Tag Archives: Dentist Dallas TX

Why Are Straight Teeth Important? | Dallas Dentist

porcelain veneersNature doesn’t always provide straight teeth but there’s ample evidence that having straight teeth delivers extra benefits to your health and well being. Whether you’re born with straight teeth, or straighten them with orthodontics, read on for reasons why this is a smart idea and a great health investment.

Straight teeth provide the correct foundation for chewing.  When your bite doesn’t align properly, it can cause pain along with dental problems. To check your bite in a mirror, expose your teeth, bite normally, and observe whether the uppers and lowers align normally. Each tooth should more or less line up with its twin. Misaligned teeth (crooked or crowded teeth) can cause issues from chronic jaw or tooth pain to excessive wear on tooth enamel.  A poor bite increases stress on teeth and contributes to a shortened “life span” where teeth begin to crack and develop other signs of fatigue.  If you want your teeth to last a lifetime (and who doesn’t?) a healthy bite is the best way to ensure this.

Cleaning straight teeth is much easier than cleaning crooked teeth, which offer a multitude of hard-to-get-to hiding places for plaque and tiny bits of food.  Not cleaning these hiding spots properly will first lead to excessive cavities. The next stage may be gingivitis, or an inflammation between the teeth and gums.  Today science links chronic inflammation with a variety of health disorders including heart disease and cancer, so dealing with ANY inflammation when it appears is essential. If you don’t deal with it, an ongoing toxic mix of bacteria and inflammation can then progress to periodontitis, a very serious disease which causes tooth loss. In worst case scenarios, periodontitis may even contribute to heart attacks and strokes.

On a practical level, any toothbrush has an easier time brushing a nice straight tooth surface. The more contact your toothbrush makes with the entirety of the tooth face, the cleaner your teeth. Flossing straight teeth is simpler too. Crowded teeth often require hand acrobatics to get the floss between teeth, and even then, with some teeth, it’s impossible.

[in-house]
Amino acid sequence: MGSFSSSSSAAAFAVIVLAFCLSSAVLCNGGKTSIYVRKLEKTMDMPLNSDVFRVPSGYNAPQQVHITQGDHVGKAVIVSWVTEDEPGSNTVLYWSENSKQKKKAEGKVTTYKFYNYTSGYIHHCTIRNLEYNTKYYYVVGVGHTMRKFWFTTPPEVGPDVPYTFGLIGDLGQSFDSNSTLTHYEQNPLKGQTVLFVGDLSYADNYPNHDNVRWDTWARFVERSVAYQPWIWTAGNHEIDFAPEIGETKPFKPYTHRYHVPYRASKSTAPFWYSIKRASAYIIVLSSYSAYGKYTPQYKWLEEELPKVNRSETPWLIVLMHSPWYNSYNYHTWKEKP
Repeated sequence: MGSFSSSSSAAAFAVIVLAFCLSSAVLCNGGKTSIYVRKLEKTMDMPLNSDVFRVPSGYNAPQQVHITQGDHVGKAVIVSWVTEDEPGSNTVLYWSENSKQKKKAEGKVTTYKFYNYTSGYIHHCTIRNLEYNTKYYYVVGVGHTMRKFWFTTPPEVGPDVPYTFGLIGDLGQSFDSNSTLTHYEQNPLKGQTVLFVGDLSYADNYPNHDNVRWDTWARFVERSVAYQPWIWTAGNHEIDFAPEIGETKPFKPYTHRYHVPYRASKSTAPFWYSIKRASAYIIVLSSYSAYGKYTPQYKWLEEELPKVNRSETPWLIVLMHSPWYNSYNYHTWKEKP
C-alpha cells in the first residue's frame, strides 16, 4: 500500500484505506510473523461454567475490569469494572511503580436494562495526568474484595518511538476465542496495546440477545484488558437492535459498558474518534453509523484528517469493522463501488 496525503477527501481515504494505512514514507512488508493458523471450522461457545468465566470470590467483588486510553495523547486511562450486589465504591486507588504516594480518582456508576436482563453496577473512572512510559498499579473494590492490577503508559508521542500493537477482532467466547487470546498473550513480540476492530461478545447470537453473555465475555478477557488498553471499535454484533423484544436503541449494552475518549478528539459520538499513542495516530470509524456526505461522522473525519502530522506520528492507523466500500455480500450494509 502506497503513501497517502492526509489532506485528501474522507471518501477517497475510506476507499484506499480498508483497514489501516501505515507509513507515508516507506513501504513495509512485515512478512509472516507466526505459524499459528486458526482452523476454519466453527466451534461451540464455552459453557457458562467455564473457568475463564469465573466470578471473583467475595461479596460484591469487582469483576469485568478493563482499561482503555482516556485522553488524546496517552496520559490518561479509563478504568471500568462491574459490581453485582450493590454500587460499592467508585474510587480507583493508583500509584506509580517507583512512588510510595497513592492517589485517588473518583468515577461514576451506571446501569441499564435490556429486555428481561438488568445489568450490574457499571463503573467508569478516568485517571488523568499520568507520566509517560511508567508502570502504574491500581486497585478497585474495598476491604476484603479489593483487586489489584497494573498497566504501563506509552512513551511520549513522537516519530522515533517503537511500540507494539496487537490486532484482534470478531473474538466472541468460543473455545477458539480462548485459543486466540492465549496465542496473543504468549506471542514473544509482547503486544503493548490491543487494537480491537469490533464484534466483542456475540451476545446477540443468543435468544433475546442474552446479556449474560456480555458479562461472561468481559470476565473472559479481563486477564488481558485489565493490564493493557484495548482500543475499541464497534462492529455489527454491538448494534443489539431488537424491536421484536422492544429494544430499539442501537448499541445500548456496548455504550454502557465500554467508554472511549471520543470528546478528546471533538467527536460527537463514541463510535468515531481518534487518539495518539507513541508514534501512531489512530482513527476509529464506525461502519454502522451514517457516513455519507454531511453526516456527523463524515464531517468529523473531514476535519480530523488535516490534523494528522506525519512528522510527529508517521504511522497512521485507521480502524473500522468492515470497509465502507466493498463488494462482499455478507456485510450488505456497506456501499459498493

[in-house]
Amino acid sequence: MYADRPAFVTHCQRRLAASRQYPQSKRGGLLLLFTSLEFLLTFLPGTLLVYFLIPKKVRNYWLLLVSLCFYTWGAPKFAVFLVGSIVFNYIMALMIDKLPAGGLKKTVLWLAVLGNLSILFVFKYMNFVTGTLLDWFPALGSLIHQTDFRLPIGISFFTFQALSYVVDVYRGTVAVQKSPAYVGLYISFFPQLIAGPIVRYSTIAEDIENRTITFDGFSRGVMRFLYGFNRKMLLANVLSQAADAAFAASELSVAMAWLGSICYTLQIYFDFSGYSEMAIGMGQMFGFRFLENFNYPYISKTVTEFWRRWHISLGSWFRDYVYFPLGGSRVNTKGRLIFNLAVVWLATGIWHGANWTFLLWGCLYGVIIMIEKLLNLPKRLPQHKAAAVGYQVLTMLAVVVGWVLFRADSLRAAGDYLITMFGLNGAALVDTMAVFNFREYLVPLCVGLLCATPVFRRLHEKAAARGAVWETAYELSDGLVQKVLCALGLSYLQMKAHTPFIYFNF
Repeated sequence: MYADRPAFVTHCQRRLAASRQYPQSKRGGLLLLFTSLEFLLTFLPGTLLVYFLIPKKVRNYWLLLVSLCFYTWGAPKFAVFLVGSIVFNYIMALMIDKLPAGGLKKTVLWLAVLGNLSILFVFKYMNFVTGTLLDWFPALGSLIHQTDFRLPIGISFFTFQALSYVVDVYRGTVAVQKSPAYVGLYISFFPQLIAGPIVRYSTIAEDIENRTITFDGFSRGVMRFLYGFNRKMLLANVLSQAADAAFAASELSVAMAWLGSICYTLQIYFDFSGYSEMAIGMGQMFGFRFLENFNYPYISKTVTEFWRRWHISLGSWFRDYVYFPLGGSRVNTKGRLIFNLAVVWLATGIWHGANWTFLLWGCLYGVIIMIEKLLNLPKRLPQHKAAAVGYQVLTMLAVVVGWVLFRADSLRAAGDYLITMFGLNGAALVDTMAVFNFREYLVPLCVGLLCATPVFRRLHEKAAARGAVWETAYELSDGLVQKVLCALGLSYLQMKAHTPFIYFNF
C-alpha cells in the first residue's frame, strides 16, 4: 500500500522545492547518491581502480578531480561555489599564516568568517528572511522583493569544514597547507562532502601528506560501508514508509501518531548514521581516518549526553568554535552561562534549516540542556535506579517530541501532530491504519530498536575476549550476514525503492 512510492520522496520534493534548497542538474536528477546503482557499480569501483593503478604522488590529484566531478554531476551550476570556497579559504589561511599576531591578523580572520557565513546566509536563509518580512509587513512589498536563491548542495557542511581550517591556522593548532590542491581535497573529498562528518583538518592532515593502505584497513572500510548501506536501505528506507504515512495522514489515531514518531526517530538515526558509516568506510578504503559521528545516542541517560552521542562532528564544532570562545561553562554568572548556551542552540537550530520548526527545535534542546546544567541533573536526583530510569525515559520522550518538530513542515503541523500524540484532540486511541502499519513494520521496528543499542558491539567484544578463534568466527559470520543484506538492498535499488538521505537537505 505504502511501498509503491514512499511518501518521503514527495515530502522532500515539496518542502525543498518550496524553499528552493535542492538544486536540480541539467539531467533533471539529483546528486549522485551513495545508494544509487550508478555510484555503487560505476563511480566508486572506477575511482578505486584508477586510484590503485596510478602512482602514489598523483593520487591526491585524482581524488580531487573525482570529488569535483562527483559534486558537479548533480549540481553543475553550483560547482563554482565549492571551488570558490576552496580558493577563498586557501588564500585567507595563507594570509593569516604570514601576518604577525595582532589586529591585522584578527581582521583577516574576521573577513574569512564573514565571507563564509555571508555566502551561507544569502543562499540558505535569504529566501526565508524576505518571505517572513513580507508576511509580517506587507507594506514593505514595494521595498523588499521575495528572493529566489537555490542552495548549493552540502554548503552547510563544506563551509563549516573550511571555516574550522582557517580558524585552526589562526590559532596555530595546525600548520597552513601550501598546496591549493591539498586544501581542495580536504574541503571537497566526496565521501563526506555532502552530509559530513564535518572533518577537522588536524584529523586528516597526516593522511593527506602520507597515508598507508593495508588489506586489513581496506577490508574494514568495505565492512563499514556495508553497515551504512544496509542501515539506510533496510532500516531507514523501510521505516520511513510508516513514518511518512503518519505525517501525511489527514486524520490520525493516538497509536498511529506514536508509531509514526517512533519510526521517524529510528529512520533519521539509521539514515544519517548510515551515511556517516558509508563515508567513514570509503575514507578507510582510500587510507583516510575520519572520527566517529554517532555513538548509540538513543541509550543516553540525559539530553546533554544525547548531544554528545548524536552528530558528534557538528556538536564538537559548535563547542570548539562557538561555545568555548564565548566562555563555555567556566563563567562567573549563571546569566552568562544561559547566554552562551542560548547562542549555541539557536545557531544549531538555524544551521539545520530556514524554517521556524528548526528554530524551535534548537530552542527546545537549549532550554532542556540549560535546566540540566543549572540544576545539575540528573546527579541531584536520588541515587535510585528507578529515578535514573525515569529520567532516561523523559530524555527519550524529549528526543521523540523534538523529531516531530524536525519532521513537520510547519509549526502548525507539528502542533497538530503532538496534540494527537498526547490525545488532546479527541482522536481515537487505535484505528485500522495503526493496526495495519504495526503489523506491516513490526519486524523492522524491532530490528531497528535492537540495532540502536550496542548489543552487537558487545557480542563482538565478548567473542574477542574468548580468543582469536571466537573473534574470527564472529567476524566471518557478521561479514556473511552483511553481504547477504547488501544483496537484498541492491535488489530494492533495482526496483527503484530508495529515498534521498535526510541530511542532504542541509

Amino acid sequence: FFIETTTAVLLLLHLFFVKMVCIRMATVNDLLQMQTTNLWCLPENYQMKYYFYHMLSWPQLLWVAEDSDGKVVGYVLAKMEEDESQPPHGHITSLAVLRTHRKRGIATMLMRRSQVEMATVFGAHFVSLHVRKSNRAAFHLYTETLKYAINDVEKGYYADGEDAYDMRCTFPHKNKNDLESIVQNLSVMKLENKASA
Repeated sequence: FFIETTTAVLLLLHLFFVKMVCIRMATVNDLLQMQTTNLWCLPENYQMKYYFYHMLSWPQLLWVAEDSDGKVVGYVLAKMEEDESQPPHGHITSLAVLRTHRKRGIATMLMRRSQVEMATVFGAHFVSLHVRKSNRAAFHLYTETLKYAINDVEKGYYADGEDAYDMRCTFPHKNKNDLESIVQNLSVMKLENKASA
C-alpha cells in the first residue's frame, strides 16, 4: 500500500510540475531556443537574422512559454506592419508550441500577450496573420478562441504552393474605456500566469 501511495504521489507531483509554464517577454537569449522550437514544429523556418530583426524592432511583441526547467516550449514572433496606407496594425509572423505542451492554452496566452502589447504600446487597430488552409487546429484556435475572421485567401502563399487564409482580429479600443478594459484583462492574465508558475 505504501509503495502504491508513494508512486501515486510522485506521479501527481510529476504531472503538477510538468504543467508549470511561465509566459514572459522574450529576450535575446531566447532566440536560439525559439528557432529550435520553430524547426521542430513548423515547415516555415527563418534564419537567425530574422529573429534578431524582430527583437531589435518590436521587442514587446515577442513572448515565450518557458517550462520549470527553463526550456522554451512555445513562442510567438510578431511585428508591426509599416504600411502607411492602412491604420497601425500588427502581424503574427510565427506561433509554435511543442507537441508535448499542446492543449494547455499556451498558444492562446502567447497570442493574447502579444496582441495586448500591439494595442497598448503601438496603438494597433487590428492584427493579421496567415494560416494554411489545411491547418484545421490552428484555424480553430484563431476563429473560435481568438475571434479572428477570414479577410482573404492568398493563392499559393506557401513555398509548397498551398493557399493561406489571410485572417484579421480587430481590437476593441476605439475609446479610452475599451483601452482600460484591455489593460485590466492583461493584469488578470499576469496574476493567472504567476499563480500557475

In our culture, we associate straight teeth with beauty, vitality, health and even status. Being born with perfectly straight teeth is actually rare. It’s typically achieved through orthodontic treatment. So people who have straight teeth are often assumed to be more wealthy and successful than their peers with crooked teeth.  For many parents, the ability to provide orthodontic treatment for their kids has a strong emotional component, because they want their children to have every advantage.  And straight teeth and a great smile do provide a self-confidence boost in social settings.

Curious about whether your teeth could benefit from straightening?  Set up an appointment for a consultation. Today advanced technology like Invisalign means straight teeth can be achieved in a fraction of the time it used to take. And even better, the invisible aligners ensure no one will even realize you’re doing it.

If you think that you may be ready for a more perfect smile, contact Dr. Gary Alhadef, DDS to schedule a consult today. Visit our website at www.dallascosmeticdental.com to learn more about veneers.

Dr. Gary Alhadef, DDS proudly serves Dallas and all surrounding areas.

Can a Great Smile Change Your Life? | Dallas Dentist

When you don’t have the perfect smile, it is tough to be in certain situations. A smile is the first thing someone notices about you. If yours is flawed, it feels like you are perceived differently by others. But it’s difficult not to think, can having a better smile change my life?

In our western culture, it is common to see kids with braces, adults whitening their teeth (the most practiced cosmetic dental procedure), veneer procedures increasing in number etc. Why is that? Your smile is one of the first things people notice about you.

Humans unconsciously judge one another within the first eight seconds of meeting. A poor smile can hold you back from so many opportunities such as:

  • Employment
  • Promotion
  • Self confidence
  • Relationships

Our society places such high regard on one’s physical appearance, that a great smile is almost mandatory. So, now the question becomes, how can I improve my smile to improve my life?

Veneers are a simple and effective way to improve your smile and a number of dental issues. Veneers are basically a custom perfect smile shell that gives you the glamorously straight, white smile you have always wanted. Patients rave that after they make the switch to veneers, they experience a confidence boost and their professional and personal lives are enhanced!

But what exactly entails having to keep veneers up? Does it take a lot of effort to keep them looking fantastic? Firstly, it all comes down to the basics. Brushing and flossing daily is not only good for your veneers, but will also help to prevent future veneers. Use a nonabrasive toothpaste containing fluoride to ensure that that it won’t scratch your veneers, leaving them prone to issues like periodontitis, which can cause your gums to recede. Because your veneers are placed right at the gum line, if your gums do happen to recede, the appearance of your veneers could be compromised.